Rugged is a term synonymous with our industry and one that has become a catch-all, used by many and truly understood by few. This is unsurprising given that there isn’t an industry set of standard tests that devices must go through, and this also means that the measure of ruggedness can vary between manufacturers.
The word rugged is commonly used to position enterprise-grade handhelds, tablets, and printers, setting them apart from consumer-grade options, but we bet little time has been spent helping your business understand the real value behind the word, “rugged”, and what it means about your devices.
We recommend having a firm grasp of what performance measures add up to ruggedness as this will help you make informed technology decisions with a greater understanding of your total cost of ownership. This is where our expertise comes in… we’re here to debunk what rugged means.
You might be familiar with the terms such as “IP rating”, and you’ve possibly seen drop specifications on a datasheet, but with ‘shiny’ devices like iPhone and Samsung smartphones today boasting these credentials too, you’d be forgiven for thinking that the gap between consumer and rugged devices has dramatically reduced.
There’s much more that goes into the design of a rugged device. When you buy a rugged device, you can expect that it has passed extreme testing to prove its durability, such tests include:
IP (standing for Ingress protection in this case), is a rating that refers to a device’s tolerance to dust and particles as well as liquids. The first number relates to dust and particles, and the second to liquids. The higher the number, the better the protection. To the right, you can see a breakdown of the protection level by rating:
Dust and dirt tend to find their way into vulnerable parts of mobile computers such as ports and buttons on a keyboard device. This can lead to problems with functionality, slowing productivity and affecting business efficiency.
An IP rating alone doesn’t make a device rugged, but it does indicate its ability to withstand conditions such as a dusty warehouse or suitability for outdoor use. You can then relate this back to your application; do you need a device that boasts IP68 and can be submerged in 1.5m into water for up to 30 minutes, or is an IP65 device adequate as well as a more cost-effective solution?
It’s inevitable that your devices will be dropped and if they’re not fit for purpose, your business will be impacted by broken screens and damaged hard drives. Rugged devices are designed to absorb and resist impact up to 3 metres as well as being able to withstand repeated drops.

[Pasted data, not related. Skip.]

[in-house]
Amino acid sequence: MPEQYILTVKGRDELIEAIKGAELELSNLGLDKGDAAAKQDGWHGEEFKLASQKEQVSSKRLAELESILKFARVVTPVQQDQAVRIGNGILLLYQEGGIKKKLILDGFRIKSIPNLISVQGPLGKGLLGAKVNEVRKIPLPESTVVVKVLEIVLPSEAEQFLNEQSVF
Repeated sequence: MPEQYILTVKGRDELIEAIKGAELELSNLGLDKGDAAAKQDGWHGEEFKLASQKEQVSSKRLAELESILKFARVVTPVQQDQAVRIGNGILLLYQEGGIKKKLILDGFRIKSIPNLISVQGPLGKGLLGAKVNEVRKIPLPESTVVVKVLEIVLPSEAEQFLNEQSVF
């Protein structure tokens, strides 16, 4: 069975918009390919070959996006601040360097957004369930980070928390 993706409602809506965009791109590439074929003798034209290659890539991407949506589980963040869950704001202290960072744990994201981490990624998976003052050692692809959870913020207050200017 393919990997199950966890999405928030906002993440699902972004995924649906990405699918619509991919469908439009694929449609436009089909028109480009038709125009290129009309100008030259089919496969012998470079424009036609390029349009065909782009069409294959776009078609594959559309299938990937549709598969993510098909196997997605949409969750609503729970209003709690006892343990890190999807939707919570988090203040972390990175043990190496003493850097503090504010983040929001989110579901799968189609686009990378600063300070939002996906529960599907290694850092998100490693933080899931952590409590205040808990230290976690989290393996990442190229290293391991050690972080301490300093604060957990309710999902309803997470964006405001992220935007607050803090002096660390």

Manufacturers put devices through their paces by conducting a series of drop tests such as dropping them when turned on from a height range, multiple times per side, and often at different operating temperatures too. Typically, if the device turns off, reboots, or data is lost then the device will have failed the drop test.
This process gives you the confidence that a device won’t let you down if it’s dropped. Each manufacturer will conduct drop tests differently so the key things to look for are:
Some applications such as cold store use or hot manufacturing environments call for a device that can perform in extreme temperature conditions. In these instances, you need a device you can rely on no matter the temperature – it’s no good if it shuts off because it is too cold or for your device to overheat.
This is why testing temperature tolerance is vital, ensuring a device can withstand extreme and sudden temperature changes as well as determining its operating temperature range. There are specialist devices that can withstand conditions of between -20 degrees and 60 degrees so when extremes of temperatures affect your business, make sure your device choice is suitable.
Humidity is a measurement of the amount of water vapour in the air and here in the UK, our climate is defined as humid temperate oceanic. If that moisture gives into a device, it can lead to all sorts of problems including the physical and chemical deterioration of the hardware, affecting electrical and mechanical performance. Rugged devices are rigorously tested to ensure optimal performance even in high humidity.
Something you might not have considered is the effect of vibrations on your devices. From use in heavy manufacturing environments, construction, or in vehicles, rugged devices are exposed to higher levels of vibration each day in comparison to typical smartphone use.
With time, excessive vibration leads to loose wires and fastenings, display misalignment, intermittent electrical contacts, and even cracked casing. Vibration tests ensure that despite high levels of vibration in your work environment, devices operate as expected.
Particularly important when devices are being used by emergency services, in the military, or on aircraft, pressure testing measures a device’s resistance to atmospheric pressures and ensures that it still operates properly. If you have similar specialist requirements to meet your application, make sure you ask your hardware supplier for information on pressure resistance.
We recognise the level of investment made in technology and the need for this to translate into real impact in your business. With so many rugged devices on the market, understanding the differences and identifying which best supports your business operations is a challenge.
We’re on hand every step of the way, experts in assessing your requirements and recommending suitable devices for thorough evaluation. For support choosing the right device for your business, contact the Pen Mobile team and lean on our expertise.